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Winning Approach to Bach : Adrian Spence's goal was to make concerts more user-friendly when he formed group. Now audiences keep coming back for more.

February 09, 1995|JOSEF WOODARD | SPECIAL TO THE TIMES

At a time when the fine arts are under siege--from tightening government purse strings and waning revenues on the street--it's heartening to find success stories. The Santa Barbara-based Bach Camerata, for instance, is a good case study in how to make an arts entity fly.

Five years ago, charismatic flutist Adrian Spence, a native of Northern Ireland, took matters into his hands and formed the Camerata. Now, the flexible roster of members, made up of fine musicians mostly from Los Angeles, has launched its biggest season yet.

The Camerata has scheduled six programs over the next three months, each one to be presented at the Music Academy of the West in Santa Barbara, Ventura City Hall and Thousand Oaks Civic Arts Plaza. The Bach Camerata has arrived, and continues to arrive.

"There's a change with the new generation of musicians who are taking control," Spence said during an interview. "I guess I became one of those, where I began directing this group and also played. I have to wear these two hats.

"It's hard sometimes. Sometimes the musicians want me to do something and I can't, for logistical or economic reasons. But I feel it gives me a better perspective in organizing stuff like this--having been on the other side, as the case may be."

Despite the current well-being of the group, which now operates with a board of directors and a $250,000 budget, it hasn't been an entirely smooth road.

"If I'd known then what I know now, I don't think I would have attempted it," Spence admitted. "Ignorance was definitely bliss. I got colleagues together and presented some concerts. It went very well, but I opened a veritable Pandora's box."

From the beginning, Spence's intention was to make concert-going more user-friendly, less intimidating to audiences unaccustomed to the button-down protocol of the classical music world. He spoke from the stage between works, and tailored the fare to neophyte ears, mostly focusing on Baroque repertoire.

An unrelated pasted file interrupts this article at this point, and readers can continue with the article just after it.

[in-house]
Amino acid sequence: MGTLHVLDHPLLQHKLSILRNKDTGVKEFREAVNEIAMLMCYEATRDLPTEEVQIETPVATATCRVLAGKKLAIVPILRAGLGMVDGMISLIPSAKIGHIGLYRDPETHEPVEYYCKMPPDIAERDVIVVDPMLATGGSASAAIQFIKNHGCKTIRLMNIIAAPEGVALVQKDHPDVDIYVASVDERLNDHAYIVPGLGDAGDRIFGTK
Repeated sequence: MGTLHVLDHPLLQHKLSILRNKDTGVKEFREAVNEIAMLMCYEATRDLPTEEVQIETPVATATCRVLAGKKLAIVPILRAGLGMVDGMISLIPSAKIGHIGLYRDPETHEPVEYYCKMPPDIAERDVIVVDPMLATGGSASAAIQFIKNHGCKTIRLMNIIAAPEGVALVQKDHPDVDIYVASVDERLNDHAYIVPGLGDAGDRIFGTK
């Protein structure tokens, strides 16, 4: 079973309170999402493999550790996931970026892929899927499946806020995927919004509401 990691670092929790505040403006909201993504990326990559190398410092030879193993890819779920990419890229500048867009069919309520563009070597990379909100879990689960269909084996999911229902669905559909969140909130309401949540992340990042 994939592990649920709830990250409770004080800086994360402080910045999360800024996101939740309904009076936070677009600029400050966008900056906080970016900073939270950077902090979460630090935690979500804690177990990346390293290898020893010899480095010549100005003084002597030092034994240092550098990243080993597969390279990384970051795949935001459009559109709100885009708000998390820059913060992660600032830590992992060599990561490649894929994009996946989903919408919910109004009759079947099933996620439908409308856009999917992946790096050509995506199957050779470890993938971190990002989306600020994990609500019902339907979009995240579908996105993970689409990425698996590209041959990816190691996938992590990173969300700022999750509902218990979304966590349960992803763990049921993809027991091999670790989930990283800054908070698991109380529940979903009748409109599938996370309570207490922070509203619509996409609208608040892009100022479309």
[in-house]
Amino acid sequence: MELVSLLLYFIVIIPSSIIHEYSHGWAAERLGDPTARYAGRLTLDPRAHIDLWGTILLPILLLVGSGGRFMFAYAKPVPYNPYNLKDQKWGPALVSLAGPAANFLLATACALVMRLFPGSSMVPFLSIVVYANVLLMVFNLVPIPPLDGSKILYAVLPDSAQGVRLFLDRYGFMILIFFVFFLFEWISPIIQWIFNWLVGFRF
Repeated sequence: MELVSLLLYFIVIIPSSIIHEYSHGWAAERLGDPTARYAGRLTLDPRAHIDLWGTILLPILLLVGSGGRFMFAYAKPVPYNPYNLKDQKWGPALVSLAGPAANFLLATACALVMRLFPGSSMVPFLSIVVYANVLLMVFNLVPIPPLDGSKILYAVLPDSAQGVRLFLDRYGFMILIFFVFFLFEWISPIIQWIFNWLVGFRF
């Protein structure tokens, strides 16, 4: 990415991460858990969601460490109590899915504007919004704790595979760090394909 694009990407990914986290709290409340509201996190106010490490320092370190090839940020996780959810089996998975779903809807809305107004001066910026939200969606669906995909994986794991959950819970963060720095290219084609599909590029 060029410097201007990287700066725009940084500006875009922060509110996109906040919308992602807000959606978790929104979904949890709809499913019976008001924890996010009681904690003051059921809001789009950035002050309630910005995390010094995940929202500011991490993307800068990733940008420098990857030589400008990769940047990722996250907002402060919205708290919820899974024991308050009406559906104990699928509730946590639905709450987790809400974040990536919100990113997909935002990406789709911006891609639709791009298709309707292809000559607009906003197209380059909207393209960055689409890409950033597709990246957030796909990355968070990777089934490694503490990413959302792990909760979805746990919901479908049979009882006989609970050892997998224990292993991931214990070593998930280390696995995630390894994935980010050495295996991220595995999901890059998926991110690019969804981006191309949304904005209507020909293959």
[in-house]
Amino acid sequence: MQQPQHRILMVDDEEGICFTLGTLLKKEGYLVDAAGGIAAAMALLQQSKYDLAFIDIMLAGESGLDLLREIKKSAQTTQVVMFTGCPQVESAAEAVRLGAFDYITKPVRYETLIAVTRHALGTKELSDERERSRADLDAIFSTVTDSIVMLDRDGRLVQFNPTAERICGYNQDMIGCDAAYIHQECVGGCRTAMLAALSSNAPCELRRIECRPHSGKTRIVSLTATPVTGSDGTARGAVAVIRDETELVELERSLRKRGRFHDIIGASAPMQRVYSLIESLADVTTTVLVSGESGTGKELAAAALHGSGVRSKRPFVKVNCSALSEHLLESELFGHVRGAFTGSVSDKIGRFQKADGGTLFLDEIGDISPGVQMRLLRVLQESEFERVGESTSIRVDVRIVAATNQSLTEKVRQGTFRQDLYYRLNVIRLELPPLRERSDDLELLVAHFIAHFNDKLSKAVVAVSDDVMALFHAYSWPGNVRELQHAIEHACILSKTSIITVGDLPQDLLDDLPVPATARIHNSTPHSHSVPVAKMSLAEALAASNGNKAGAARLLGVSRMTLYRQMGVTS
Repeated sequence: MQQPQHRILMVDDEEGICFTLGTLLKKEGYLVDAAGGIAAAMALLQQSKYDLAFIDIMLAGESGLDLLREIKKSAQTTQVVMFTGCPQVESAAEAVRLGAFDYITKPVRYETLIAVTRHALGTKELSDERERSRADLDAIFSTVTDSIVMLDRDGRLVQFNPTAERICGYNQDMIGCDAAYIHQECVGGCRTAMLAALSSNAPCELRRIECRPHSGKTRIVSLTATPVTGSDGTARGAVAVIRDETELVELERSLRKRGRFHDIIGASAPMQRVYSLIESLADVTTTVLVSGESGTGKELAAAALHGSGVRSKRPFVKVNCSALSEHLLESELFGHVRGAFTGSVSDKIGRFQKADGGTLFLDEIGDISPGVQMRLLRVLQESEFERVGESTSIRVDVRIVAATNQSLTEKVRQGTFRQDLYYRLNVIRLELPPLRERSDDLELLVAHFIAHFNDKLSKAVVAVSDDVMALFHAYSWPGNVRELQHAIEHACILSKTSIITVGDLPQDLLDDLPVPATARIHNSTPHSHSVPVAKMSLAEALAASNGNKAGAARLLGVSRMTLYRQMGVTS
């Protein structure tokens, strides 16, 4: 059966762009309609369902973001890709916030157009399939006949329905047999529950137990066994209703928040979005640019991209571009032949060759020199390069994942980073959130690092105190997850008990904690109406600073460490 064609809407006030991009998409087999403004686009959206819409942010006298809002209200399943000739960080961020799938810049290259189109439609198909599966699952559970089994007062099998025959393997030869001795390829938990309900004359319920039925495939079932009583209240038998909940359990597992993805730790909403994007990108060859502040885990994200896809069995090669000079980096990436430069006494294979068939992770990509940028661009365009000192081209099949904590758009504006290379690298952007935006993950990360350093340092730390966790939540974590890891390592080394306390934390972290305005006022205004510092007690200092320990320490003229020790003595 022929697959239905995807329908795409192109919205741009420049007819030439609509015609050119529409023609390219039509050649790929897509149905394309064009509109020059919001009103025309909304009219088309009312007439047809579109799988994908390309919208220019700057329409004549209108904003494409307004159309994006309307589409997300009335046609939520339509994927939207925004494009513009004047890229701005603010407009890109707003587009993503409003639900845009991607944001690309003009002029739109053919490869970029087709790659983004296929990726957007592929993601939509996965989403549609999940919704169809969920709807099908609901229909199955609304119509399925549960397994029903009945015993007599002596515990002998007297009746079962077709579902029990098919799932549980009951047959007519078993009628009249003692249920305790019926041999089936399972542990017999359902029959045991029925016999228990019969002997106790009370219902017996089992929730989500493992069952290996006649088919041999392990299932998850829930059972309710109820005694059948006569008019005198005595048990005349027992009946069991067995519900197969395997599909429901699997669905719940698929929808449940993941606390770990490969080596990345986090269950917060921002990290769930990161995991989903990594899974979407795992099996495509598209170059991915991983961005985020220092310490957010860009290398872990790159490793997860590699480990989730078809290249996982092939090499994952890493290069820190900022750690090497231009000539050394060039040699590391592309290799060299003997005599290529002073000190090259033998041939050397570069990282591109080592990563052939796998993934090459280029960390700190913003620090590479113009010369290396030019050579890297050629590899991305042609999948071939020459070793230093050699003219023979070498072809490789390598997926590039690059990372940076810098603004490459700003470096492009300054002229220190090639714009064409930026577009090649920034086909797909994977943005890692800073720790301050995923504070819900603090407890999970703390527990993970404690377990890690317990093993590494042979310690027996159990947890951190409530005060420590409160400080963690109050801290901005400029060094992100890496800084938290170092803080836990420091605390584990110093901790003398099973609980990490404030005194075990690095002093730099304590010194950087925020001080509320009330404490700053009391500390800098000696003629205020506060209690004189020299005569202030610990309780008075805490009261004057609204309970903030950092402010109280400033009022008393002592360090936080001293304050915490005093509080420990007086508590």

But not completely. In an early concert, the Camerata performed Haydn and Bach in the first half and, in the second, Spence opened by speaking to the audience, he said, about "how composers of the Baroque period would draw from the folk idiom extensively. To illustrate this point, I brought out the Gap-Toothed Ramblers to play Appalachian bluegrass. And then we played a Haydn symphony. Now, 95% of the audience had a rip-roaring time. But I got some classical music hate mail as well, which was enlightening.

"I think concert-going can be a very static experience, and that's just not the way it was meant to be."

Spence's concept for a kinder, gentler, more fun concert aesthetic paid off richly. His first season of orchestra concerts at the Lobero Theater in Santa Barbara was standing room only. Bolstered by auspicious beginnings, the group's second season fell victim to overextended ambitions and bad investments. Alas, there was no third season, as Spence took time off to reconsider and regroup.

But better times were ahead, as he kicked off a reconfigured concert series last spring that included performances in Santa Barbara and at Ventura City Hall. With the addition of a third performance of each program at the Thousand Oaks Civic Arts Plaza this spring, the Camerata is stronger than ever.

As Spence said, with a sigh of relief: "Last year we came out with this chamber music series, having remixed the formula a little bit, and this is going great guns. It's taken off again. I'm a little battle-weary, but I'm a bit longer in the tooth, as well. I know what to be looking for nowadays."

Last week at the Music Academy of the West, the Camerata opened its new season with a concert featuring Beethoven, Ibert, Gounod and, as the highlight, a world premiere of Oxnard-based composer Miguel del Aguila's "Wind Quintet, No. 2."

Spence, ever the congenial diplomat, warned the audience with a knowing grin: "We all know how much we like contemporary music." Laughter was heard in the hall, after which bassoonist John Steinmetz, a dedicated new music proponent, muttered, "Uh-oh."

On the subject of performing a work for the first time, Spence added: "No matter how much rehearsal you've had, (a premiere) only happens once. It's like striking a match." And, on this occasion, apart from a few tentative moments, heat and humor rose from the musical ranks.

Del Aguila, whose music has had a strong, regular presence in Southern California this season, is up to many of his tricks with his second Wind Quintet. The work requires players to draw on non-traditional techniques and ranges, as they dip into percussive textures, warbling tones and impressionistic timbres.

The music shifts from rough, primitivist folk-inspired airs to Latin flavors and Middle Eastern tonalities, all tied to a strong sense of imagery. As with much of del Aguila's music, nothing is as straight or explicable as it might seem. He makes contemporary music of a rugged, easy-to-digest sort.

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